The station itself was impressive. Built in 1945, it was originally manned by brothers and priests. That pracitce continued on a part time basis until the early '90's. Now it is occupied by 4 full time firefighters working 24 shifts for an average of 56 hours a week.
I was met by Asst Chief Tim Hoeppner then introduced to the rest of the shift. Two of the firefighters, Mike and Rick, invited me to hop into their Engine 41 for a ride around the campus. The Chief said if they recieved a call, just take me along. I was hoping for a something to happen during the morning but unfortunately, nothing did.
I quickly discovered these Mike and Rick had keys to all the fun places. Whenever we encountered a sign that read, 'Do Not Enter', or 'Restricted Area', we walked on through. We started with a tour of the Main Building, also known as the Administrative Building. It contains the signature gold dome that most people associate with Notre Dame.
The inside is quite impressive. The halls are adorned with restored oil paintings and the walls and ceilings are all hand painted. The wood doors, trim, and handmade wood paneling are beautiful..
This shot was taken up and under the area of the gold dome. All of the work was done by hand. It was really impressive.
We moved on to the Stadium and took the elevator up to the media room and a couple of other VIP areas. Recently remodeled, the stadium seats over 80,000.
The next stop was the Basilica. As you may expect of a Catholic Univerisity it was unbelievably ornate. As I stood outside and admired the steeple, Mike and Rick asked if I would like to climb to the top from the inside. We entered, and they unlocked the side door and we started up the narrow stairs.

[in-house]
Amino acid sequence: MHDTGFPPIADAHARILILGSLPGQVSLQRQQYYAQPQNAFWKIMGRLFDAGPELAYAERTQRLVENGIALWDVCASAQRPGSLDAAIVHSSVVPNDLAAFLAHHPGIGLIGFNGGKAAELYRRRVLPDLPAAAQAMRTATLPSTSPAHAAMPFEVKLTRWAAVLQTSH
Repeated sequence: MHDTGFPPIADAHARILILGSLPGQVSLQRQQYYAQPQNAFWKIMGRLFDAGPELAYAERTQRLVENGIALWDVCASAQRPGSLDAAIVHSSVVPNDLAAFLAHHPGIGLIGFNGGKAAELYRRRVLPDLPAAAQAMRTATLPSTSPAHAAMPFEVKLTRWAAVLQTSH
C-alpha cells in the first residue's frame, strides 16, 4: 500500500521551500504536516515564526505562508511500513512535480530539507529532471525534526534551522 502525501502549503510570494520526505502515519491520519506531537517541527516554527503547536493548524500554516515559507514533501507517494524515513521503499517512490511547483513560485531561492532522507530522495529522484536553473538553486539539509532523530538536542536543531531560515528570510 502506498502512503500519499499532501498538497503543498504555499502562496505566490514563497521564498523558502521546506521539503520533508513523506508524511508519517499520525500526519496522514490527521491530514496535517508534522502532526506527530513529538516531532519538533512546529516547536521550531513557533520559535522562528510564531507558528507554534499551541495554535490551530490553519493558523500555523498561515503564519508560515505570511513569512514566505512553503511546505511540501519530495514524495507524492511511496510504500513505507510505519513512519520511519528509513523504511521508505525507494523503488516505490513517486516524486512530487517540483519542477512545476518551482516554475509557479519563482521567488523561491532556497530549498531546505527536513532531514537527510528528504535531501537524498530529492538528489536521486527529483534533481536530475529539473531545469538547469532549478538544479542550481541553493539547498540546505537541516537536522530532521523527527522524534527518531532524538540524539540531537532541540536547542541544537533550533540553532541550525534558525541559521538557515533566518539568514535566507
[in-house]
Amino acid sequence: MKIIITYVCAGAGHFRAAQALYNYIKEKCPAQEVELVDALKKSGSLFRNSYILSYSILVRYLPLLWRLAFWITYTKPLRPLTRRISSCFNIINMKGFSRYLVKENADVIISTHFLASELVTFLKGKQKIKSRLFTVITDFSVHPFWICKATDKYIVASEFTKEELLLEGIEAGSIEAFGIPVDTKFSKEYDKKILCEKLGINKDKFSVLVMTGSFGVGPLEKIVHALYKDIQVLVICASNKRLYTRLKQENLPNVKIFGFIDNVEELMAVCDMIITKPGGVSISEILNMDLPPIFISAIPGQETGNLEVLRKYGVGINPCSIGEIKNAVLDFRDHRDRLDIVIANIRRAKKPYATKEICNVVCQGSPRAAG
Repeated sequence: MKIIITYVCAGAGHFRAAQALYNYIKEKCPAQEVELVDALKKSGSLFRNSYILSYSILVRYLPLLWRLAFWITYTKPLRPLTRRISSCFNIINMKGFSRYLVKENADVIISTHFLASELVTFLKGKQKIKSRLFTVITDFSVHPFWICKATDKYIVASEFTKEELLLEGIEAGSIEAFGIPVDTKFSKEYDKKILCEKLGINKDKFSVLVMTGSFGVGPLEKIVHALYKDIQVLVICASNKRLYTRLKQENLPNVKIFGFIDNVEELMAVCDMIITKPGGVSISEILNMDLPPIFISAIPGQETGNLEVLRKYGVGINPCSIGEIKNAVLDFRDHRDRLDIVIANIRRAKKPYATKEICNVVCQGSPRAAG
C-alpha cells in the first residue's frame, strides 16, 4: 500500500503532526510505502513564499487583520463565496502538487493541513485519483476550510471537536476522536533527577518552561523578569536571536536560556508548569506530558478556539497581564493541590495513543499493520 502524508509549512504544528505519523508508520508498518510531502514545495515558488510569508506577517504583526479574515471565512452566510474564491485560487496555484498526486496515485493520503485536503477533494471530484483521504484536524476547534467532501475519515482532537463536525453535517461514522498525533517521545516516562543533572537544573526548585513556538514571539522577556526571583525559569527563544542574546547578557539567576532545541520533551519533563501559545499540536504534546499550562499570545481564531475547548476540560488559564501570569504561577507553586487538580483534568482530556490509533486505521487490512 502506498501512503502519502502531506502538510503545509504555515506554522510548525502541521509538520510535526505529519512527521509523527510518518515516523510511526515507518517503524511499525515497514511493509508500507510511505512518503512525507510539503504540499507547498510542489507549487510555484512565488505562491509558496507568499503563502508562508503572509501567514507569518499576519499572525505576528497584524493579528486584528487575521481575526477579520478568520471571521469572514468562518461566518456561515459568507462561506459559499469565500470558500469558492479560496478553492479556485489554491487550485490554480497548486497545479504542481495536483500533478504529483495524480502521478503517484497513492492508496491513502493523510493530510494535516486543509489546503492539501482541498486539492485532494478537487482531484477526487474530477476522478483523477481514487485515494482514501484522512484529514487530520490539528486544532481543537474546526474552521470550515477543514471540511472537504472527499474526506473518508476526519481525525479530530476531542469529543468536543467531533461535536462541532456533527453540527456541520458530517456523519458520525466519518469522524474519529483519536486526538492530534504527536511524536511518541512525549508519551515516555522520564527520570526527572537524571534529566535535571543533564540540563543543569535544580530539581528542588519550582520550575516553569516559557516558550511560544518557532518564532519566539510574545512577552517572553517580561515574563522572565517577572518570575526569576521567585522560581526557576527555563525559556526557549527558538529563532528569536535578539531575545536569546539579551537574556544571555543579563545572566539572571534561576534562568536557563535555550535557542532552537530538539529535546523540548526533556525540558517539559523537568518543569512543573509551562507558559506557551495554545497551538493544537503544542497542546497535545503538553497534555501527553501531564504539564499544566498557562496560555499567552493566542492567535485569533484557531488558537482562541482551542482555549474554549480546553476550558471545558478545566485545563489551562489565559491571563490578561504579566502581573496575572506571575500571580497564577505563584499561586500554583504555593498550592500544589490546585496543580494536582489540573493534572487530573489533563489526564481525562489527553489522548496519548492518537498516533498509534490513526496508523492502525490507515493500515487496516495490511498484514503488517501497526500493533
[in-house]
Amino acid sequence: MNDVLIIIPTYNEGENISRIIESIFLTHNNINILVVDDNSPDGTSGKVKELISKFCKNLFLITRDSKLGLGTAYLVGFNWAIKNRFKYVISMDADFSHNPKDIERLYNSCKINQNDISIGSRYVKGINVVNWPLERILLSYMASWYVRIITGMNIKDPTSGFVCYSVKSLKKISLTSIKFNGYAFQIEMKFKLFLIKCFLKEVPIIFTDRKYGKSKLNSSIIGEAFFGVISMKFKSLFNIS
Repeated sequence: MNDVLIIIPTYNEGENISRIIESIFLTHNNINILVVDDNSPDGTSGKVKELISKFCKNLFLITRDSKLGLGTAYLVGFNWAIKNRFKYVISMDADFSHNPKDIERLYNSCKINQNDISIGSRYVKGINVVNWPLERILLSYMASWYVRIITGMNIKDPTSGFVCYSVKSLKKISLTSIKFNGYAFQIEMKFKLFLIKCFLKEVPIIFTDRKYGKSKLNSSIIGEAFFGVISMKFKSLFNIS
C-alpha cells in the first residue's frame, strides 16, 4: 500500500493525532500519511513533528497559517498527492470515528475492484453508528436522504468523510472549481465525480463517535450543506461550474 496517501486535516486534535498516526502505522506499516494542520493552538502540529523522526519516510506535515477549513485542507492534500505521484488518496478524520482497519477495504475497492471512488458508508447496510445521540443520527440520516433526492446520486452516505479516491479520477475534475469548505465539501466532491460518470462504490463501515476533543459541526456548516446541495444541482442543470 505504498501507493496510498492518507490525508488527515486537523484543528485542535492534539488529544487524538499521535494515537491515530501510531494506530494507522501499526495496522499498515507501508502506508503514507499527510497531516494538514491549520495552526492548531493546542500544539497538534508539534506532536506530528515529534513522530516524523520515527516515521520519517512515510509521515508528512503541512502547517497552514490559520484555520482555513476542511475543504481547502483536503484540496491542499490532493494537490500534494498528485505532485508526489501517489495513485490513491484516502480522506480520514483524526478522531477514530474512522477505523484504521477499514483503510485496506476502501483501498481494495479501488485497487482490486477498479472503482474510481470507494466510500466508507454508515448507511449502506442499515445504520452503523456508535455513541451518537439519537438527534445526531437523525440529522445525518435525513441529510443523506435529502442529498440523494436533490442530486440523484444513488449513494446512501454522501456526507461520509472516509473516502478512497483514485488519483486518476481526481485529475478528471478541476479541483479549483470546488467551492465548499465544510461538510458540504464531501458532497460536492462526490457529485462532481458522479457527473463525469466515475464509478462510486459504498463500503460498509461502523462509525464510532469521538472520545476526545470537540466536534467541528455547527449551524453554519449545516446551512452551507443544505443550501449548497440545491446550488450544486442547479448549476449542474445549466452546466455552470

As we climbed, the system of bells and strikers came into view and the stairs become more like rickety ladders. For some reason I did not expect it to be all heavy timber construction but it was a complex system of beams and cross supports. I kept going and got to the clock level where I noticed there was one motor with 4 different shafts that ran out the clock on each corner.
As started down, I did not realize that the bells would ring on the half hour. When the first one struck, I quickly put my fingers into my ears. It wasn't one simple dong but a melody that lasted a couple of minutes. It was great fun to watch all the strikers activate.
Mike and Rick toured me around Notre Dame for about three hours. There were good guys, I really enjoyed the morning.
From there I drove back to the truck show and hooked up with my friends. Lots of them drove their old iron from all parts of the country, including Kansas, Texas, Minnesota, and Washington State. So you can see there are other knuckleheads who drive these things around the country.
Today, Saturday, I will make my way south to Kokomo, Indiana. Tomorrow morning I need to be at Indianapolis Engine 17 at 6:30 am sharp to hook my ride to the Indianapolis 500.